Last week was one with no really predominant stories making the international news. There was no single story that merited the kind of saturation coverage that usually follows when CNN or BBC gets excited about something.
In view of this, I will try to write on three of the stories all at once rather than pick a single one as usual. First off, the short round up of the news.
Last week began with the celebration of international women’s day. Fittingly the night before, Kathryn Bigelow won an Academy Award for best Director, the first time a woman had ever won it, for the Iraqi war drama, “The Hurt Locker”.
Film critics hailed it as an advance for women in Hollywood although I have a suspicion that we will wait a long time before another female director wins it again.
Over in DC, Michelle Obama made use of the day to show her funny side, remarking at a State Department function that she very nearly addressed Hillary Clinton as ‘President Clinton’ before telling her husband, President Obama, at the Whitehouse, to look at her adoringly.
More interestingly, we all discovered the lengths that politicians in DC will take to get their policies through. Emmanuel Rahm, the Whitehouse Chief of Staff, was accused by Congressman Eric Massa of approaching him naked in a changing room of a gym and berating him for his lack of support for the healthcare bill.
The quote of the day was, “Do you know how awkward it is to have a political argument with a naked man?” Then again the Congressman is facing charges from the House Ethics Committee on sexually harassing a male staffer so Whitehouse denials may have some credibility.
While political comedy reigned over stateside, the news from central Nigerian was deadly serious. Nearly 400 Christians were killed in the town of Jos apparently in reprisal for killings of Muslims that had happened in the same area in January.
More disturbing are UN reports that the areas security forces may have been aware of the pending violence and could have prevented it.
Nigeria is a country that is divided by religious, regional and ethnic lines. The North-South divide follows largely the Muslim-Christian fault line much in the same way as it does in Sudan with similarly deadly consequences.
Every government in Nigeria since the return of democracy in 1999 has consciously tried to ensure that both sides are represented in government. However, for the people of central Nigerian, worshiping the wrong God can still get you killed. Is it insensitive to say they need our prayers?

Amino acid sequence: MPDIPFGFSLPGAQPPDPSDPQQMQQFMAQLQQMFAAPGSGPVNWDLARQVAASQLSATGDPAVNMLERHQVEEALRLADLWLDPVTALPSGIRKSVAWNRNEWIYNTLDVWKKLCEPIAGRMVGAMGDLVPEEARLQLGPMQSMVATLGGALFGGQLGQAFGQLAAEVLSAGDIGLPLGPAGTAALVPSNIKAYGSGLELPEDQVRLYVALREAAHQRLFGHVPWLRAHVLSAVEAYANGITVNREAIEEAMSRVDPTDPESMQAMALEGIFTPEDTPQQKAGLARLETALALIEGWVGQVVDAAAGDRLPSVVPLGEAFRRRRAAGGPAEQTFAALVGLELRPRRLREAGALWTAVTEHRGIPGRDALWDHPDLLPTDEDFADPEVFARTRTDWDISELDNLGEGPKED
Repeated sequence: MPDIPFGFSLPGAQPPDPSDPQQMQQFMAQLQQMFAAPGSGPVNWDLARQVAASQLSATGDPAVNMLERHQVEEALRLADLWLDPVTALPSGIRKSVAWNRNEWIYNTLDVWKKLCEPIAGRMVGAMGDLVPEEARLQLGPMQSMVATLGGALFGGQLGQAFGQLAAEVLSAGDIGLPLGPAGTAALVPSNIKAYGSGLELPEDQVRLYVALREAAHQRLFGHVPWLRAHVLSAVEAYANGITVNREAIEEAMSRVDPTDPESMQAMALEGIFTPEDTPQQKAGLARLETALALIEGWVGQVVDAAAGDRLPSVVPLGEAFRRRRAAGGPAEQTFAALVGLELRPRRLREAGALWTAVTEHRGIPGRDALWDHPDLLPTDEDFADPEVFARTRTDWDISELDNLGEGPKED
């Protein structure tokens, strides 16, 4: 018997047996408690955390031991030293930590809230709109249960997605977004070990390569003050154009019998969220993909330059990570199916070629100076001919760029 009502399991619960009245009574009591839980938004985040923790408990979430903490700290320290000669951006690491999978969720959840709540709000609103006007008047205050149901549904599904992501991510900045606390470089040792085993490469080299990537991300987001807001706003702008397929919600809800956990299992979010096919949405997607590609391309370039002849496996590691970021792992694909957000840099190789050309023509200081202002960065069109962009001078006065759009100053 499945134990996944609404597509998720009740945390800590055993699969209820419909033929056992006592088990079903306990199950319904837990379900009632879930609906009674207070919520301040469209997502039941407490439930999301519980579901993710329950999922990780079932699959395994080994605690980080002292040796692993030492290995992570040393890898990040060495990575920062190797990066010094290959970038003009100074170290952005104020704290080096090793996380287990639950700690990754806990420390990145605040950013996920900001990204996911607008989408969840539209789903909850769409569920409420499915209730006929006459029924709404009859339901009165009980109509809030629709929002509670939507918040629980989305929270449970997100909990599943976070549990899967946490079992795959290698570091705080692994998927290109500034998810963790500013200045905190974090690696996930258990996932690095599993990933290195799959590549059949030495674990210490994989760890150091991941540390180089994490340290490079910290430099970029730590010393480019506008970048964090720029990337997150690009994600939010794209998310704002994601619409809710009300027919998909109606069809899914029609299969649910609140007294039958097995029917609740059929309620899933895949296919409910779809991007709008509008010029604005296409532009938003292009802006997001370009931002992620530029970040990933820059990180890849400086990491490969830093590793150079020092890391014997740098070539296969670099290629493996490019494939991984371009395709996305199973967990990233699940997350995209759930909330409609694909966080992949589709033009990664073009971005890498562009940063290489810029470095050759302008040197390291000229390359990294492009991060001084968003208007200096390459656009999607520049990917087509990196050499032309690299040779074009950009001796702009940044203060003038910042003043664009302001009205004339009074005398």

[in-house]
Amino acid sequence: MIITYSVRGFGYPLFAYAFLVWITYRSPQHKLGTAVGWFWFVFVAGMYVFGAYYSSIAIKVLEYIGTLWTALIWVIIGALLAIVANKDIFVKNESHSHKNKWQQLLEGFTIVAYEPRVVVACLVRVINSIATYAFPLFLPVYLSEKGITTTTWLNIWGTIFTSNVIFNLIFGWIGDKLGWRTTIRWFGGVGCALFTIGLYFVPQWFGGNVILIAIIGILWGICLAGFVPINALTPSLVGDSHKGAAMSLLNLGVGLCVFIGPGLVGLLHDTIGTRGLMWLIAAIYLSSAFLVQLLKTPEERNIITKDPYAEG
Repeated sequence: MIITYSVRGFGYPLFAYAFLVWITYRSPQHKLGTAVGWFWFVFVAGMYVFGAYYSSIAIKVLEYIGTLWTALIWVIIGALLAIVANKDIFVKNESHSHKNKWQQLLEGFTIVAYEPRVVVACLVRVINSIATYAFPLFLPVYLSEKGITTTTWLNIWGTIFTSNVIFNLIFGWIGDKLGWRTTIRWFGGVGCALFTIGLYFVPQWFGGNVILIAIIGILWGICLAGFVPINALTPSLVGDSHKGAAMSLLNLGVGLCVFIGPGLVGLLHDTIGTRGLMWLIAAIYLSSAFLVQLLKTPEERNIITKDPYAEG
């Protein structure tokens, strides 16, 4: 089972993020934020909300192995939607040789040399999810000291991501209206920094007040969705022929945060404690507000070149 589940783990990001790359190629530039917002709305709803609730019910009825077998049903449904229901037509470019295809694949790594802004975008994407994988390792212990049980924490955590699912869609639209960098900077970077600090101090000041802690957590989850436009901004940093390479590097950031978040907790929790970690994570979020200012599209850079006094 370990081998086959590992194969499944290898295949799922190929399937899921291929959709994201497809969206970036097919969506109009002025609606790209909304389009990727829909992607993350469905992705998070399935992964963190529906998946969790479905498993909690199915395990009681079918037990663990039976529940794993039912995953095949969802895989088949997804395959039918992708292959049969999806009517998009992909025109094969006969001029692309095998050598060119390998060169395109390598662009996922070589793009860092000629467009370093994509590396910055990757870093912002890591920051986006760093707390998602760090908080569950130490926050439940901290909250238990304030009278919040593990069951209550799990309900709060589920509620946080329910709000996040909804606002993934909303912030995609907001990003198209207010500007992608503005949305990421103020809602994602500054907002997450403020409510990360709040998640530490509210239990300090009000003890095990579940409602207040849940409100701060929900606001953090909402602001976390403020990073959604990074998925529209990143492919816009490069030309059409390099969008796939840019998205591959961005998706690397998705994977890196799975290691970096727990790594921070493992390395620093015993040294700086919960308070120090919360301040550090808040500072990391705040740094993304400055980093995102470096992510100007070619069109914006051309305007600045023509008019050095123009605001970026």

In Europe, the discussion of the day was the idea of a European Monetary Fund modeled after the International Monetary Fund, although not directly in competition with the IMF, as a lender of last resort for Eurozone members who cannot raise funds on the markets on tolerable rates.
This idea as proposed by German Financial Minister, Wolfgang Schäuble following the Greek debt debacle did not make it as a talking point to the end of the week.
Having been shot down by his own Chancellor, Angela Merkel, and French Finance Minister, Christine Lagarde, as near impossible to set up especially as it requires an amendment to the EU treaty and that at any rate it was not a priority.
In the Eurozone the slogan is still ‘single currency, sovereign fiscal policy’ and it would take more than Greek and Portuguese troubles to change this.
America’s democratic experiment in the Middle East, Iraq held its second parliamentary elections last Sunday.
Despite the efforts of the forces of anarchy, the car bombs and mortar rounds did not stop 62% of Iraqis from voting.
Granted that this was lower than the 75% in 2005, a year that was even more violent than this one but at the time the novelty of free elections was still enough to drive people to the polls.
That and the prospect of getting the ‘correct’ people elected, the ‘correct’ person depended largely on whether you were Kurd, Sunni or Shiite. Five years later, much more disillusioned voters are back at the ballot.
The Economist reported that Iraq was on the verge of an oil bonanza with a projection of $172 Billion every year, at current oil prices, by about 2013. If this is true, the parliamentarians voted this time round have the power to decide on Iraqi’s democratic future, will it follow the lead of all its middle eastern neighbours and go undemocratic while abolishing taxes or will it stick to the difficult path of democracy and accountability.
Will Iraq vindicate America’s vision of a democratic beacon in the region and fall for the notorious oil curse?
Oscar Kabbatende is a lawyer